By Joan Carolyn
Congregational Development (BC & Western regions)
Greetings to you from somewhere in the middle of Alberta! As someone with just shy of five months on the job with the CUC, I feel privileged to find myself on a steep learning curve regarding the vast network of member congregations and fellowships. As a newcomer to the CUC staff team, most of what I wish to share with you regards first impressions.
At the time of writing, I’ve had the opportunity to attend two Regional Fall Gatherings and visit with approximately half the congregations and fellowships in the B.C. and Western regions. In this first year, one of my major goals, supported by the CUC office, is to listen deeply to the strengths, resources, needs and concerns within each member group. This information gathering is necessary as I seek to fill the role for which the CUC hired me.
And what an incredibly rich journey it’s been so far!
Worship services I’ve attended have highlighted the incredible skills to be found within each member group, regardless of size, situation, or location. Music, preaching, instruction and facilitation, have left me inspired and honoured to participate in these services, workshops, and conferences.
It’s g inspirational to witness our principles hit the road in so very many ways. Several facets I’ve discovered within each of the member groups are worth a special mention:
I’ve seen members seeking to end homelessness through church initiatives, and city-wide projects. I’ve learned about Co-housing, which is environmentally friendly and welcoming to the full community through affordable housing. I’ve been exposed to shelter and soup kitchen services. In one case the project has spun off on its own and is self-sustaining. And the fellowship in question? They’re busy looking for new projects.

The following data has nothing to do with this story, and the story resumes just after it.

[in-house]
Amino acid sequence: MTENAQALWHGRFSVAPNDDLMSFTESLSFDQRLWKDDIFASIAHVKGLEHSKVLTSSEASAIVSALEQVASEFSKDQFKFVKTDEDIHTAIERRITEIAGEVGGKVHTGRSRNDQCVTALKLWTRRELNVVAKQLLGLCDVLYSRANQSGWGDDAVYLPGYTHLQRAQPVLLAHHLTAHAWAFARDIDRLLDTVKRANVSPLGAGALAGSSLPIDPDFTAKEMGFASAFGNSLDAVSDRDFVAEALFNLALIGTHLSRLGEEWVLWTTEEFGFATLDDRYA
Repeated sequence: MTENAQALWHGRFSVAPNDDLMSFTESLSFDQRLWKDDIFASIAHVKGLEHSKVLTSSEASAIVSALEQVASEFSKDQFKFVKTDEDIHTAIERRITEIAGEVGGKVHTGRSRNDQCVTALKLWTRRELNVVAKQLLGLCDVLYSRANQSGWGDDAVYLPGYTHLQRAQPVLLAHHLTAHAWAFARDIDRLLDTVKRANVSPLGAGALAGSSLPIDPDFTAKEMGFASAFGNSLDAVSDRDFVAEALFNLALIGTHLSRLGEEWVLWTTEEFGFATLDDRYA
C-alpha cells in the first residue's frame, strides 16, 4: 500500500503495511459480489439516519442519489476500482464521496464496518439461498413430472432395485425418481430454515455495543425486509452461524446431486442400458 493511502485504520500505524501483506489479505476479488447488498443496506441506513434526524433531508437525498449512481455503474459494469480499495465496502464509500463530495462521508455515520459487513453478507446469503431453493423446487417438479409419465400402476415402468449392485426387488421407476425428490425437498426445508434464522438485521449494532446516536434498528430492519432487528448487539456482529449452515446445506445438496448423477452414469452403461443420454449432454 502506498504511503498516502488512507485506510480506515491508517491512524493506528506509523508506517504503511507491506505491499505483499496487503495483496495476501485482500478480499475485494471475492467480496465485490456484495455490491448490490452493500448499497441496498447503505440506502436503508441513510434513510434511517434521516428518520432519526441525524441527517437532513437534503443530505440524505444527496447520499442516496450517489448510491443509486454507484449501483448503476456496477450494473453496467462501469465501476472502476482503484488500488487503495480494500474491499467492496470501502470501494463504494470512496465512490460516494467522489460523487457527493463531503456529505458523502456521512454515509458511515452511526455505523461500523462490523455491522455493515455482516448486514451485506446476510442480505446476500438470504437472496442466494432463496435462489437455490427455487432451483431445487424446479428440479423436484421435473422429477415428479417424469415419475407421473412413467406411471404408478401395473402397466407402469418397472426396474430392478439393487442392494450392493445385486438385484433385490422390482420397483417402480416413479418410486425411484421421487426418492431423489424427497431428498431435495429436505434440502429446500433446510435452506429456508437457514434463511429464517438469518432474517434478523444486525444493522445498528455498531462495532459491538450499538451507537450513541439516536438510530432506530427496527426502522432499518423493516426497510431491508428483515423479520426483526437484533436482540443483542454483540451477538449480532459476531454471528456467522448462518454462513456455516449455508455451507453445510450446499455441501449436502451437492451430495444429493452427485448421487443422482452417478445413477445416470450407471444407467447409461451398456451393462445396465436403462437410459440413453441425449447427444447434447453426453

I’ve seen approaches to respect, dignity, and rights for all beings that move beyond an interdependent web which invites us to live with respect and “care-taking” for all levels of life with which we interact, to a view of all life forms as equal.
I’ve seen various youth groups supported, inspired, and putting their touch on principles in action, leading us into the future brightly with new visions of ways to gather, high energy, and some pretty innovative means of implementing values.
And I’ve found congregations which seek to support the full nature of each person in their responsible search for truth and meaning—mind, body, spirit, and emotion. In the midst of fodder for the brain, comes a mix of meditation for spirit, creative games for rejuvenation, music to move our bodies!
These few are only the tip of the iceberg and it’s been awe inspiring as well as humbling to be welcomed to participate within each group.
Perseverance in the face of challenges
Challenges come in all shapes, sizes, and levels of severity, from a strong desire for growth to seeking youth and young adults, loss of an elder generation to loss of a congregation’s home or minister. All are significant challenges faced by people often carrying a wide range of responsibilities.
In the face of these challenges, I want to acknowledge that stories like the lived principles above still shine. Even in the toughest situations, members speak of the community that holds them close and keeps them going. My hope is that we at the CUC can continue to walk alongside member groups in supportive and constructive ways.
Reaching out from a place of stability